In Sherborne Abbey

(17 — )

The moon has passed to the panes of the south-aisle wall,
And brought the mullioned shades and shines to fall
On the cheeks of a woman and man in a pew there, pressed
Together as they pant, and recline for rest.

Forms round them loom, recumbent like their own,
Yet differing; for they are chiselled in frigid stone;
In doublets are some; some mailed, as whilom ahorse they leapt;
And stately husbands and wives, side by side as they anciently slept.

" We are not like those," she murmurs. " For ever here set!"
" True, Love," he replies. " We two are not marble yet."
" And, worse," said she; " not husband and wife!"
" But we soon shall be" (from him) " if we've life!"
A silence. A trotting of horses is heard without.
The lovers scarce breathe till its echo has quite died out.

" It was they! They have passed, anyhow!"
" Our horse, slily hid by the conduit,
They've missed, or they'd rushed to impound it!"
" And they'll not discover us now."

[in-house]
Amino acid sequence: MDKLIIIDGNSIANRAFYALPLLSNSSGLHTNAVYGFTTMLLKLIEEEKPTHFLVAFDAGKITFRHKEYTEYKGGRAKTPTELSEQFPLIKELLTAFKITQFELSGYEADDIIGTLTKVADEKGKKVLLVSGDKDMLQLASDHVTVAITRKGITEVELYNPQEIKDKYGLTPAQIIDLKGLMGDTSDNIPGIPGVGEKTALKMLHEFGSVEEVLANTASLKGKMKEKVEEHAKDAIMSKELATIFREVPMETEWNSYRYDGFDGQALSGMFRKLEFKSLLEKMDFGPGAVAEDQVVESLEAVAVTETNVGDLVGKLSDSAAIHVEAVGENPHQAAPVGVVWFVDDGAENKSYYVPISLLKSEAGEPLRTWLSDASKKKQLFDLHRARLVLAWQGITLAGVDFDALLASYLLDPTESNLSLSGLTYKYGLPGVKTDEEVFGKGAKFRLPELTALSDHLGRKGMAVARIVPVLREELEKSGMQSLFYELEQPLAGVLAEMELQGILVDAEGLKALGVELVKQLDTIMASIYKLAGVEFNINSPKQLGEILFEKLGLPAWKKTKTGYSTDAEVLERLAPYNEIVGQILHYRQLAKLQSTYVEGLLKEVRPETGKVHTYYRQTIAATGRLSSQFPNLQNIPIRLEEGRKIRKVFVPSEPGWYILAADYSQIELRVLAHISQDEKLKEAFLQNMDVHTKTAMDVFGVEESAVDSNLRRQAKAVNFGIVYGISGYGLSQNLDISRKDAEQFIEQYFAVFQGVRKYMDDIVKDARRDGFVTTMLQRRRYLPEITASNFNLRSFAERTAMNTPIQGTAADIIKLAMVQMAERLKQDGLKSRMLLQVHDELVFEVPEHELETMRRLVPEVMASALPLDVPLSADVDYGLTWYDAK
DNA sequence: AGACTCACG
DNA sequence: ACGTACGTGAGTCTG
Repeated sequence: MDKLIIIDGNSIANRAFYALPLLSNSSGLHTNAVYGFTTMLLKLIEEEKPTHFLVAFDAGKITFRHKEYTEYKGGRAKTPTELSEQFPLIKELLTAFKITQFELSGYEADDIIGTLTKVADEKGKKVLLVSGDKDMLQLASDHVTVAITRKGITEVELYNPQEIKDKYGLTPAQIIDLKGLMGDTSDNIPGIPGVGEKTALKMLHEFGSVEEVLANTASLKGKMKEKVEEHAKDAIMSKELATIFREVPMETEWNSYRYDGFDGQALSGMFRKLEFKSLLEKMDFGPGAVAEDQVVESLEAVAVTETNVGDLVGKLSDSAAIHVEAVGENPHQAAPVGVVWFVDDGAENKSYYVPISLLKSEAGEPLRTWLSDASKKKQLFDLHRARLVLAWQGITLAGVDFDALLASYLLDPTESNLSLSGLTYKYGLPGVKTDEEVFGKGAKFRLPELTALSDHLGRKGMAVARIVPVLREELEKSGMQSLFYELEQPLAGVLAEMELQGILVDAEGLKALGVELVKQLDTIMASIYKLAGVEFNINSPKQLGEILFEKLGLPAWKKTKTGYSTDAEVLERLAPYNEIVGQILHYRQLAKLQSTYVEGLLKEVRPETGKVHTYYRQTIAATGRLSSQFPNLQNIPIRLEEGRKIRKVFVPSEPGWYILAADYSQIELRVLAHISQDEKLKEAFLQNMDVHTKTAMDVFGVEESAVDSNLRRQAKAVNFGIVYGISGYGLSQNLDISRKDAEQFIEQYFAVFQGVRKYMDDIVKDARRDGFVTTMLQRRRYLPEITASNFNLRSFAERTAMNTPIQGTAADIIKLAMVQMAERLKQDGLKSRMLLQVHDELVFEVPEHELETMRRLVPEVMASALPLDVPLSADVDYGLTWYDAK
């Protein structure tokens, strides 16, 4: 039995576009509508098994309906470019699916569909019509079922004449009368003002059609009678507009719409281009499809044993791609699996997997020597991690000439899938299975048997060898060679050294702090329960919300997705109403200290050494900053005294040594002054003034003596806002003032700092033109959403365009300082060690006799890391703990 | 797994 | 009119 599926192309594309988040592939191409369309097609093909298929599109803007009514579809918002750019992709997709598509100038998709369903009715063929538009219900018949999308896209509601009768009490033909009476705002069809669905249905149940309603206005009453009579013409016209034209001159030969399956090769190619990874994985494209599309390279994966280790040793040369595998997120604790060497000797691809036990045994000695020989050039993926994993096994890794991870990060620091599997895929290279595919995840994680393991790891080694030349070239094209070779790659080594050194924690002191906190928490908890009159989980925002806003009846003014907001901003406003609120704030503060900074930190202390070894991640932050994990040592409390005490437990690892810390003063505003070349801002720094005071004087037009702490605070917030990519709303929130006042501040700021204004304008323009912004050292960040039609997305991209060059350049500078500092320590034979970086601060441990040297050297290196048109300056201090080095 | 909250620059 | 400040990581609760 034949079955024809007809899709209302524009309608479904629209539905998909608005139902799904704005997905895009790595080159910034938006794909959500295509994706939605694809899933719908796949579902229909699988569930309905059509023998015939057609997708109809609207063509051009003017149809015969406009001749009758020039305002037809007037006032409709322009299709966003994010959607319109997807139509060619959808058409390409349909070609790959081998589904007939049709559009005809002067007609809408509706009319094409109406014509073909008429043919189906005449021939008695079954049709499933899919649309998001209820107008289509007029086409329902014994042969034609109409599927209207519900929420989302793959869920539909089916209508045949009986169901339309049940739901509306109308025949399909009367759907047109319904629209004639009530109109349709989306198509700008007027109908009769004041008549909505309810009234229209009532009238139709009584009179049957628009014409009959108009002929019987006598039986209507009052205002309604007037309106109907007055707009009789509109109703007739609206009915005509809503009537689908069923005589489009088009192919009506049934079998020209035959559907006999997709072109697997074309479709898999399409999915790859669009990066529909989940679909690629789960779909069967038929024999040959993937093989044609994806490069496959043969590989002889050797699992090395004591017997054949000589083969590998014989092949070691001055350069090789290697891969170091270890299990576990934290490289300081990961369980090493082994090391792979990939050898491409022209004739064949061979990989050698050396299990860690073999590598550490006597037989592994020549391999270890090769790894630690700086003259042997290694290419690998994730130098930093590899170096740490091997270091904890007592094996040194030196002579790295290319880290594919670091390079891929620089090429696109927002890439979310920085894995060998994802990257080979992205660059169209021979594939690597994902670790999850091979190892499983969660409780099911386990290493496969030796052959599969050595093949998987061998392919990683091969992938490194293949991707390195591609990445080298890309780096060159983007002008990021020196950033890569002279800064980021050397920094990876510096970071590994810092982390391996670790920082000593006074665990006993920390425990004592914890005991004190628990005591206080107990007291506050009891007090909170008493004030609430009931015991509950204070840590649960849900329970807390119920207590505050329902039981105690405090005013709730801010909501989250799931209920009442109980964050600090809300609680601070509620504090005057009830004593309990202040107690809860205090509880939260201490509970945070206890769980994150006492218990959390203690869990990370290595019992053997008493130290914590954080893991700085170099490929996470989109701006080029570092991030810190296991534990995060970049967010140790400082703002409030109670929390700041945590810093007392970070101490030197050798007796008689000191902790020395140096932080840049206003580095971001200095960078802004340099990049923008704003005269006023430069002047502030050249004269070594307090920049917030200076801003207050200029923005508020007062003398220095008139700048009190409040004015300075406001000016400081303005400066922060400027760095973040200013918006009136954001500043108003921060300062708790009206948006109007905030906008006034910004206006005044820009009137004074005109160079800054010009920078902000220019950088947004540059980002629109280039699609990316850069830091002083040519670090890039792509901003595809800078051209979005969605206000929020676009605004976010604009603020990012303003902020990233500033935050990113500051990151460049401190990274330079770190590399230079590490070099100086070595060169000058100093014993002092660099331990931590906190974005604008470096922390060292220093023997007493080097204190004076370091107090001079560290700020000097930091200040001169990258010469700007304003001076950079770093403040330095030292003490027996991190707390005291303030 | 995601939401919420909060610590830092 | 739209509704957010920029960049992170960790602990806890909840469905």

" Will not, until 'tis too late,
And we can outface them straight!"

" Why did you make me ride in your front?" says she.
" To outwit the law. That was my strategy.
As I was borne off on the pillion behind you,
Th'abductor was you, Dearest, let me remind you;
And seizure of me by an heiress is no felony,
Whatever to do with me as the seizer may be."

Another silence sinks. And a cloud comes over the moon:
The print of the panes upon them enfeebles, as fallen in a swoon,
Until they are left in darkness unbroke and profound,
As likewise are left their chill and chiselled neighbours around.
Rate this poem: 

Reviews

No reviews yet.